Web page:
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Published: Wednesday, 10/17/2007

Site for Genoa elementary school still uncertain

BY ERIKA RAY
BLADE STAFF WRITER
Dennis Mock Dennis Mock
RUGGIERO Enlarge

If all goes according to plan, elementary school students enrolled in the Genoa Area Local School District will all go to class in one building in a few years.

But where that brand-new building will be is up for debate.

The Genoa district soon will have funding to build a new elementary school and add a new high school onto its existing auditorium through the Ohio School Facilities Commission, Superintendent Dennis Mock said.

As it stands now, students in grades K-2 go to Brunner Elementary School and then head over to Allen Central Elementary for grades 3-5.

When students get to junior high, they begin taking classes at the John C. Roberts Middle School and then move on to Genoa High School.

Genoa school board members recently decided that the best plan would be to combine the elementary schools into one new building and renovate the high school auditorium so a new school can be built off of it - which was one of three plans drafted by the state facilities commission.

District officials have been talking with commission officials since 1999 because they broke ground for a new middle school in 2000. The modern middle school now adjoins the 46-year-old high school on 60 acres of land off North Genoa-Clay Center Road.

Mr. Mock said the district of more than 1,500 students wasn't supposed to be on the list to receive money from the facilities commission until at least 2009.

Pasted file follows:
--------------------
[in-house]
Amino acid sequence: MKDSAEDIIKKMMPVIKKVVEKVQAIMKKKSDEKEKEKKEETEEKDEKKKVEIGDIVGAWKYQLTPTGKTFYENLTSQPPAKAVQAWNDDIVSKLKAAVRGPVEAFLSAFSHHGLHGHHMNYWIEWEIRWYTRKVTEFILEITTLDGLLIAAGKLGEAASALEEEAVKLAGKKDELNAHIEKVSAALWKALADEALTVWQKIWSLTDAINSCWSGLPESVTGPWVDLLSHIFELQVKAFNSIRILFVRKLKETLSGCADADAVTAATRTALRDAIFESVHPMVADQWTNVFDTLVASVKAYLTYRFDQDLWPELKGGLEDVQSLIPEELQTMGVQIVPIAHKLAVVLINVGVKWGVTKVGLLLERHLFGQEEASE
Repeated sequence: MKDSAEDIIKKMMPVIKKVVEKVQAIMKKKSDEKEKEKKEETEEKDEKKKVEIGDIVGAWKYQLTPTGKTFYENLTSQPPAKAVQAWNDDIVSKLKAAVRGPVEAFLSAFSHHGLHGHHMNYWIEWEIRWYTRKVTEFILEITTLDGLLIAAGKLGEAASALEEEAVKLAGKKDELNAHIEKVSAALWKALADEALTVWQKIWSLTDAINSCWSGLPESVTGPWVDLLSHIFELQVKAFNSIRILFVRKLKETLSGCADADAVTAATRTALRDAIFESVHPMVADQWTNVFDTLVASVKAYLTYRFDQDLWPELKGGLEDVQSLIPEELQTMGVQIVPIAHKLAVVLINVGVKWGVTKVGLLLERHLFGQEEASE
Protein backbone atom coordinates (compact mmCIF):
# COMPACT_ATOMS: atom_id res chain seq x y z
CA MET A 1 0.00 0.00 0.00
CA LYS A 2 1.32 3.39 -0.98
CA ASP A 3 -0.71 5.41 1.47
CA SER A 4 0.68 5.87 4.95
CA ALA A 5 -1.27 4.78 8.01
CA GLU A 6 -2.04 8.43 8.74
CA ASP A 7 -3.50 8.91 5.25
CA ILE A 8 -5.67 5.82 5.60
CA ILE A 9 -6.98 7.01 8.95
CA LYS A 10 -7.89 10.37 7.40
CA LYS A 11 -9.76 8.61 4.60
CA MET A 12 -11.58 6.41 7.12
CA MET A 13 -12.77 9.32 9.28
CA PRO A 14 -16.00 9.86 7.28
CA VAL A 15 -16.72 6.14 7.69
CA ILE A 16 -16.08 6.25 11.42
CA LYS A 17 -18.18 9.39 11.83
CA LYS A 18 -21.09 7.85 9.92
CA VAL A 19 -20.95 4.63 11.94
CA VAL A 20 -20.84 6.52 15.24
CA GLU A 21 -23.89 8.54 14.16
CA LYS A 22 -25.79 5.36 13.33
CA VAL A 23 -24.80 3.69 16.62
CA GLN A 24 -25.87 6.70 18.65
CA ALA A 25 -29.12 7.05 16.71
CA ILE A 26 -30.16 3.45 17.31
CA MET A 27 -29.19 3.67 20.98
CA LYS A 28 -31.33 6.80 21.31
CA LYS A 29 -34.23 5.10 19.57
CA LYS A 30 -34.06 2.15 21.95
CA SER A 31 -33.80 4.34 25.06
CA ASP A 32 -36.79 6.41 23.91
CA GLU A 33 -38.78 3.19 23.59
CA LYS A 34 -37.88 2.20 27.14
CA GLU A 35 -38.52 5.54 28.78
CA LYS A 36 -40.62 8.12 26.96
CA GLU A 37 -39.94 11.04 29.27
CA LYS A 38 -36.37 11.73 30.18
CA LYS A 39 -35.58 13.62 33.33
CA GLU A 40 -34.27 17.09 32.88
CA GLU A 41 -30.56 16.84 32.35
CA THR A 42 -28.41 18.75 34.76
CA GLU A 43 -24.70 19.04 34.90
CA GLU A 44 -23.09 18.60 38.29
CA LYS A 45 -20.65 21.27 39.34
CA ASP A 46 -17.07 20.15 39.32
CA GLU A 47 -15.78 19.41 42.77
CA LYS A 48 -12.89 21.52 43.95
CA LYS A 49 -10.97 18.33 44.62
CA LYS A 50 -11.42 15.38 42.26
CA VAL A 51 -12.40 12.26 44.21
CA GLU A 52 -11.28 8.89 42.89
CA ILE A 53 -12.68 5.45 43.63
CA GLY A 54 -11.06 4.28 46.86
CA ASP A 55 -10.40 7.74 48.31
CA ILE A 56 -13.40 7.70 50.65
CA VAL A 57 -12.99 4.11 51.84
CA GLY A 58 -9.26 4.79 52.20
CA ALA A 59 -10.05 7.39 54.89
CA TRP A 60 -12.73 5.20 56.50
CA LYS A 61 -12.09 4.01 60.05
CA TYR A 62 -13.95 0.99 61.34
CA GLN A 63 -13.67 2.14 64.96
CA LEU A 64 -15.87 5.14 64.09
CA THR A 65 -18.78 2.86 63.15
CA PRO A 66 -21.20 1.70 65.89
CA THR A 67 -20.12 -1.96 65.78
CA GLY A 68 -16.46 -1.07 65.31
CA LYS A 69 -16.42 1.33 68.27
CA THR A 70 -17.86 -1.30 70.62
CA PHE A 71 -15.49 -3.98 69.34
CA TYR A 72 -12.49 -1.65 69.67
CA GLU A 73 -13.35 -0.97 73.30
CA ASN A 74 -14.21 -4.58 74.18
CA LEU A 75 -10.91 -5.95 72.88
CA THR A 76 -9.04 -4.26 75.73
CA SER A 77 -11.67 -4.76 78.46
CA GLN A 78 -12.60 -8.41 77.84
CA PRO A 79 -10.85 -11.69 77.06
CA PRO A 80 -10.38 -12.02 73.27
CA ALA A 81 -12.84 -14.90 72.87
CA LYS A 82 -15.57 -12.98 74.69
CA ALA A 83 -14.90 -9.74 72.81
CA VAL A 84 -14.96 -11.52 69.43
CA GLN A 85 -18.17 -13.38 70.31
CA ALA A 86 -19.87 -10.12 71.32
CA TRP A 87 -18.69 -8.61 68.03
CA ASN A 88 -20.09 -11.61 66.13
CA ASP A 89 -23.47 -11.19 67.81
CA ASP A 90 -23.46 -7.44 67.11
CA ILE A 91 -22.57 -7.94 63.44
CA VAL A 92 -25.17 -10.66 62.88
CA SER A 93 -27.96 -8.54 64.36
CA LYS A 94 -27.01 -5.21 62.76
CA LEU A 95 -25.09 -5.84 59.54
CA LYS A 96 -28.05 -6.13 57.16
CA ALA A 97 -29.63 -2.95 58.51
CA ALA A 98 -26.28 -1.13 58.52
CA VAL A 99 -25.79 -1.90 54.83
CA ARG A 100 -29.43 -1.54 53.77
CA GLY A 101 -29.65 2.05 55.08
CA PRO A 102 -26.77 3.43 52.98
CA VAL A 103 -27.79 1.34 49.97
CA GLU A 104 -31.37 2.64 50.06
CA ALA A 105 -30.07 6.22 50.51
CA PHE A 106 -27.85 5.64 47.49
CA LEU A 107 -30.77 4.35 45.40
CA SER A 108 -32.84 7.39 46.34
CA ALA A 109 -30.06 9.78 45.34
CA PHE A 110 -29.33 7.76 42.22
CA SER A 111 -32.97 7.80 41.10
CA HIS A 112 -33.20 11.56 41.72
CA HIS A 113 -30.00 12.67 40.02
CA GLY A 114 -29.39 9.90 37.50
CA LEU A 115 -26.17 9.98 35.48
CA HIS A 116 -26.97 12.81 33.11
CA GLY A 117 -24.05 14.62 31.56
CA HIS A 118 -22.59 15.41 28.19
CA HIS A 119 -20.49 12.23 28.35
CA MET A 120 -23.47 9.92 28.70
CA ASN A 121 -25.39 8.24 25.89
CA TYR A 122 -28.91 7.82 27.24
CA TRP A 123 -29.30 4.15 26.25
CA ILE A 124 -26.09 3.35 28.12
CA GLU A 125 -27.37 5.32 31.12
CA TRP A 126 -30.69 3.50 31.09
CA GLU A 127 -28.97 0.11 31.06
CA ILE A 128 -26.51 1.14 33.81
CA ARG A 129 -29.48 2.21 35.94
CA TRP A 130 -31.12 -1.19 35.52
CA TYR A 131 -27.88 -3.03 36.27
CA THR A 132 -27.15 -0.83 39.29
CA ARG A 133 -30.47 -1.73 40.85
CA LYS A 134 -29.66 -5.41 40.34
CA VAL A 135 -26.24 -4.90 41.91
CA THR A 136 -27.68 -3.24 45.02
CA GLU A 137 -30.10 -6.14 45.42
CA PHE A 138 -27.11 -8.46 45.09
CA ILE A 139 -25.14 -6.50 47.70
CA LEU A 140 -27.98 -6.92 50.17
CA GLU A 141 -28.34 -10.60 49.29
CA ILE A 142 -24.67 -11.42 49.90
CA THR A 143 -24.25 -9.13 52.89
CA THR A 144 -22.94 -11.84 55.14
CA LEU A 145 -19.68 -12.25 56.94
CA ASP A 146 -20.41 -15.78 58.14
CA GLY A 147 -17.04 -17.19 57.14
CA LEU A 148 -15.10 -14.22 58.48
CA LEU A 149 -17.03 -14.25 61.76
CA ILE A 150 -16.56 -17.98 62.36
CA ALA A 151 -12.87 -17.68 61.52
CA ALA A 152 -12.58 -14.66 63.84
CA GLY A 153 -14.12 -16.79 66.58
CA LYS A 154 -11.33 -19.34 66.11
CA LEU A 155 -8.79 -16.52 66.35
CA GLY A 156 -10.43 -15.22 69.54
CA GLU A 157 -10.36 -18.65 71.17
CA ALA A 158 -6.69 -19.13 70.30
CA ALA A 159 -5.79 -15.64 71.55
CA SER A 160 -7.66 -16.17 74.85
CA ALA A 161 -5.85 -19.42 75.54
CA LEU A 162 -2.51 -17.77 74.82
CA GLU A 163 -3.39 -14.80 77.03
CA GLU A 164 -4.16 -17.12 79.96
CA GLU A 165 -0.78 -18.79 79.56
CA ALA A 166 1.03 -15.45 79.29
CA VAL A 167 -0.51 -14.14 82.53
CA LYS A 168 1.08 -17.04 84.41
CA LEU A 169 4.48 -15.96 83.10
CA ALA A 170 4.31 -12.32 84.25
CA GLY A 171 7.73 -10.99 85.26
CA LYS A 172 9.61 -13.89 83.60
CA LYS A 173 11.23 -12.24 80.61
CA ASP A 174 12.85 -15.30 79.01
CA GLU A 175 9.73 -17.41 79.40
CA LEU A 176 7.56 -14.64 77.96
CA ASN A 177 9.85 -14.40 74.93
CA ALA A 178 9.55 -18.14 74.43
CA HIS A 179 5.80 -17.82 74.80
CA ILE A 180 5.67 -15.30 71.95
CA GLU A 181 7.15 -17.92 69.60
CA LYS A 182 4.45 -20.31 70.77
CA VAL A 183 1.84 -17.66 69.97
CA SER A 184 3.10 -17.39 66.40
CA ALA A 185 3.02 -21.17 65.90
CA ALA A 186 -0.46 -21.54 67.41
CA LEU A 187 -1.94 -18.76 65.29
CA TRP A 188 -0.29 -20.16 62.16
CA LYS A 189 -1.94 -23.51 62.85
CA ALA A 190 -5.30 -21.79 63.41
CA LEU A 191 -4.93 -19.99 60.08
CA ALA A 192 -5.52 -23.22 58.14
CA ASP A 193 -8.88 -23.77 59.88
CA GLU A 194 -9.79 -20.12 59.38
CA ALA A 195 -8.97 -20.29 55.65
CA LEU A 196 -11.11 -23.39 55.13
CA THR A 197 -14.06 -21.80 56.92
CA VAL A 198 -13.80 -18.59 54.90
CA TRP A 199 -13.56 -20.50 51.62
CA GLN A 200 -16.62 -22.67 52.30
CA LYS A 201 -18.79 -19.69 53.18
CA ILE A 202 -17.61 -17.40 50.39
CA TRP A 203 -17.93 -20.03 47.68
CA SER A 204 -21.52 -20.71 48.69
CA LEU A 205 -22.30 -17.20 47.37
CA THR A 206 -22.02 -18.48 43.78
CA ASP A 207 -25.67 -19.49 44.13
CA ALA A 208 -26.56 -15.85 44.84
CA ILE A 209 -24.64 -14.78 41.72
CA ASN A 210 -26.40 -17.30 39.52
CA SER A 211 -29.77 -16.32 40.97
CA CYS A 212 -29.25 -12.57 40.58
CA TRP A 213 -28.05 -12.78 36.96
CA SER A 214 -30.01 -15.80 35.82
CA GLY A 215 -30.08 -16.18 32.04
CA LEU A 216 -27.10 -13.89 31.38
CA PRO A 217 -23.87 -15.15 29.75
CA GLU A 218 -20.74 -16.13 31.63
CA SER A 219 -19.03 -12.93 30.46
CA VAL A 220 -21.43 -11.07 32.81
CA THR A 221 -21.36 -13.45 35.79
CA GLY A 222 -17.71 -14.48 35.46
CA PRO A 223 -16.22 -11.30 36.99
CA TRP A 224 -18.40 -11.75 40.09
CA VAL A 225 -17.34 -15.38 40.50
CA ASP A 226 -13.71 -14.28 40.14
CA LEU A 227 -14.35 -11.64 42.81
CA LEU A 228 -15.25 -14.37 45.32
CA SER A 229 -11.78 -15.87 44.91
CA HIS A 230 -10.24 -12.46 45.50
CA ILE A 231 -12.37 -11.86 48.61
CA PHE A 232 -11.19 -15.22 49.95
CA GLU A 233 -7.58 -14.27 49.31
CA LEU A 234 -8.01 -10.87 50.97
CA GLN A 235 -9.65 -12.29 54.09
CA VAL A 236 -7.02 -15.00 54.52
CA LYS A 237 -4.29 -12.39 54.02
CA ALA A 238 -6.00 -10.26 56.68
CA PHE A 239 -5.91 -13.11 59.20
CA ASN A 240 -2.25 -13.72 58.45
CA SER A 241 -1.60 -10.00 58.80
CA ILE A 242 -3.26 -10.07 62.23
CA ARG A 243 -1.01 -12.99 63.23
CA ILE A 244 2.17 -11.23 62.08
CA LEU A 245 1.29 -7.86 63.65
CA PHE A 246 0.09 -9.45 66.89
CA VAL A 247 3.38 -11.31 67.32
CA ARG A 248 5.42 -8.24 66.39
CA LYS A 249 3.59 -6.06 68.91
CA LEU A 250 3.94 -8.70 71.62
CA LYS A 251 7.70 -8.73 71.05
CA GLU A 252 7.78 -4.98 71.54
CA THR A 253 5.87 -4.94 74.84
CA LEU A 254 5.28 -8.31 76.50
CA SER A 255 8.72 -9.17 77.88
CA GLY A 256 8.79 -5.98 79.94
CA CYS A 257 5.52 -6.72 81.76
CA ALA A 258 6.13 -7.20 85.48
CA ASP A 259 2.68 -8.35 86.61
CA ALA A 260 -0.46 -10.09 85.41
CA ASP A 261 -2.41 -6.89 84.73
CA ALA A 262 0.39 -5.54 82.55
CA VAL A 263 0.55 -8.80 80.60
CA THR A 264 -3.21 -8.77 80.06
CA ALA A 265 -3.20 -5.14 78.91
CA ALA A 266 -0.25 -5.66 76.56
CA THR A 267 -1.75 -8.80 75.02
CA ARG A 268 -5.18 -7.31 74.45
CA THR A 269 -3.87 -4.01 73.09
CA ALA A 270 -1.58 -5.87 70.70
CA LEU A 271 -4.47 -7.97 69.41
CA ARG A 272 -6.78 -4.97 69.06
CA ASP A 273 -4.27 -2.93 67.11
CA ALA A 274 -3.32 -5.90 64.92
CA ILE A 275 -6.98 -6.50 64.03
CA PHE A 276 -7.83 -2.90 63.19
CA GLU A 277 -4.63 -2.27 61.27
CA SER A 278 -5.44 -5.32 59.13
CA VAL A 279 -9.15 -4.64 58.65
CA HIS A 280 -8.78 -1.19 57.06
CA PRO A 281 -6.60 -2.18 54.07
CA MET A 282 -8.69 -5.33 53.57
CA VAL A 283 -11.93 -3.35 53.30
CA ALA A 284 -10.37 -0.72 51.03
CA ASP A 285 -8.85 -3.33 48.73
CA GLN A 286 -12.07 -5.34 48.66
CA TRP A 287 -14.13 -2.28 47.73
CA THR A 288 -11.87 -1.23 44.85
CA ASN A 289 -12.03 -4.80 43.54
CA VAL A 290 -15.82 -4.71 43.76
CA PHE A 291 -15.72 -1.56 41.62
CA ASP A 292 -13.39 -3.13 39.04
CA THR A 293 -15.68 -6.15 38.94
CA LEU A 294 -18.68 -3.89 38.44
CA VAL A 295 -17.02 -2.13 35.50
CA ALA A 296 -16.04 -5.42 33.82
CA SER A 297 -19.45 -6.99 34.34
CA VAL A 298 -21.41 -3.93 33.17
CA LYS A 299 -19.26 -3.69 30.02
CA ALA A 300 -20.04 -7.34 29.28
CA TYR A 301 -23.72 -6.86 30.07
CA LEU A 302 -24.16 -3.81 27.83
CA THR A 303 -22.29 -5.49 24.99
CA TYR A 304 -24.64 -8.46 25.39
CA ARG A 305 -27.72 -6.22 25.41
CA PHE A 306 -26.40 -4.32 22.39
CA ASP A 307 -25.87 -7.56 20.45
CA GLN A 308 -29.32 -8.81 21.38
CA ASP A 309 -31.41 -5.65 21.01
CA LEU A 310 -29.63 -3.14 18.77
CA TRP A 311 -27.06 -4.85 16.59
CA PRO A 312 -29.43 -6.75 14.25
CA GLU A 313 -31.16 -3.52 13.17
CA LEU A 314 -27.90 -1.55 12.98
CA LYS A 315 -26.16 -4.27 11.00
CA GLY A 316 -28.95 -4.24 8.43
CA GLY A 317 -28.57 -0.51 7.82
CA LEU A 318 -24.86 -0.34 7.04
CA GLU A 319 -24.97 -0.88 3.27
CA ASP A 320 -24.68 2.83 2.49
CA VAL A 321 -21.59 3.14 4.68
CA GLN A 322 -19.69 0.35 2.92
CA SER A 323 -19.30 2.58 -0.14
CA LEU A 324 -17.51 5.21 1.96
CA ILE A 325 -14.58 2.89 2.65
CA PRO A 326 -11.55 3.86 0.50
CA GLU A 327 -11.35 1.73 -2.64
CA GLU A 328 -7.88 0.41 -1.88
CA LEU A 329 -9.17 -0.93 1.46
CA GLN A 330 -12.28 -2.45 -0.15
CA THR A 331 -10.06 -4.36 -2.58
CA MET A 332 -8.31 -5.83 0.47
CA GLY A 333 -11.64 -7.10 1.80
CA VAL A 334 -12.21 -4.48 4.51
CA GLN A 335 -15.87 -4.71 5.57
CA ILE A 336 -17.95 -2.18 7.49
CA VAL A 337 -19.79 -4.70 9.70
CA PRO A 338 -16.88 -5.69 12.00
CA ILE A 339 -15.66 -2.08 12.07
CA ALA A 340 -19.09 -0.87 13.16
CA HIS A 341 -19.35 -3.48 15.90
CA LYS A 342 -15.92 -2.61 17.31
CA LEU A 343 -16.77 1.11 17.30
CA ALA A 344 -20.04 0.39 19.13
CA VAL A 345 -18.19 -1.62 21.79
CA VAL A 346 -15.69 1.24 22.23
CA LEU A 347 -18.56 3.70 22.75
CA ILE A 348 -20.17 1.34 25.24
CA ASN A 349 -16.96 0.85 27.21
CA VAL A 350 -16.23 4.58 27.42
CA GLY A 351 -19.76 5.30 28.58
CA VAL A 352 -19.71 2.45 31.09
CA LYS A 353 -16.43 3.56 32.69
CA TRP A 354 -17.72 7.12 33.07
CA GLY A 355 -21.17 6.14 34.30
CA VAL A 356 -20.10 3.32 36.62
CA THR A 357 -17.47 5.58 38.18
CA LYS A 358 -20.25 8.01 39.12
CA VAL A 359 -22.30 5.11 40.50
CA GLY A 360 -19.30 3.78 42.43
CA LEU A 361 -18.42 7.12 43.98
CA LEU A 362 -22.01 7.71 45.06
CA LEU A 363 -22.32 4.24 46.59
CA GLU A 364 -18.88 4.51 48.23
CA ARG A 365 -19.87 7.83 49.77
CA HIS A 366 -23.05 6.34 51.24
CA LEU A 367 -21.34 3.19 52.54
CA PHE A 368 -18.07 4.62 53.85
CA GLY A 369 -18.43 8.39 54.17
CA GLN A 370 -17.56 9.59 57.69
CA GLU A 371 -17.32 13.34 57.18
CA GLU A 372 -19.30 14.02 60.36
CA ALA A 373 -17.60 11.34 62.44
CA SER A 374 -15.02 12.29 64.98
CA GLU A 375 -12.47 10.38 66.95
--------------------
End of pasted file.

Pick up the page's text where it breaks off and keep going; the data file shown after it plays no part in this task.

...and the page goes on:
But the school board recently vot-

ed to jump on the fast track, which was established after the commission was given $4.3 billion through the state's tobacco settlement to fund school construction projects over the next few years.

The district will be responsible for 42 percent of the project; the state will pay for 58 percent. The school board locked in these rates in January, 2003, for future state facilities commission funding purposes, Mr. Mock said.

"I think Genoa would be crazy not to take advantage of the 58 percent credit," he said.

If approved by voters, a bond issue would pay for the new construction over the next 28 years. The district plans to ask voters to approve the bond issue along with a small permanent improvement maintenance levy at a special election in March.

In late September, the school board hired Maumee-based Buehrer architectural firm to oversee the project. The state facilities commission appoints a construction manager for the work.

District officials know they want a combined elementary school, but are not sure where to put it.

They could build it on the same campus as the junior high and high school, or could construct it on a part of the eight acres at the existing Brunner Elementary School, 1224 West St. in Genoa.

But that decision largely will be based on what the community has to say at several public forums Mr. Mock said will be scheduled before the first of the year.

The superintendent said the new schools not only will allow students to learn with cutting-edge technology, but also would add security and room.



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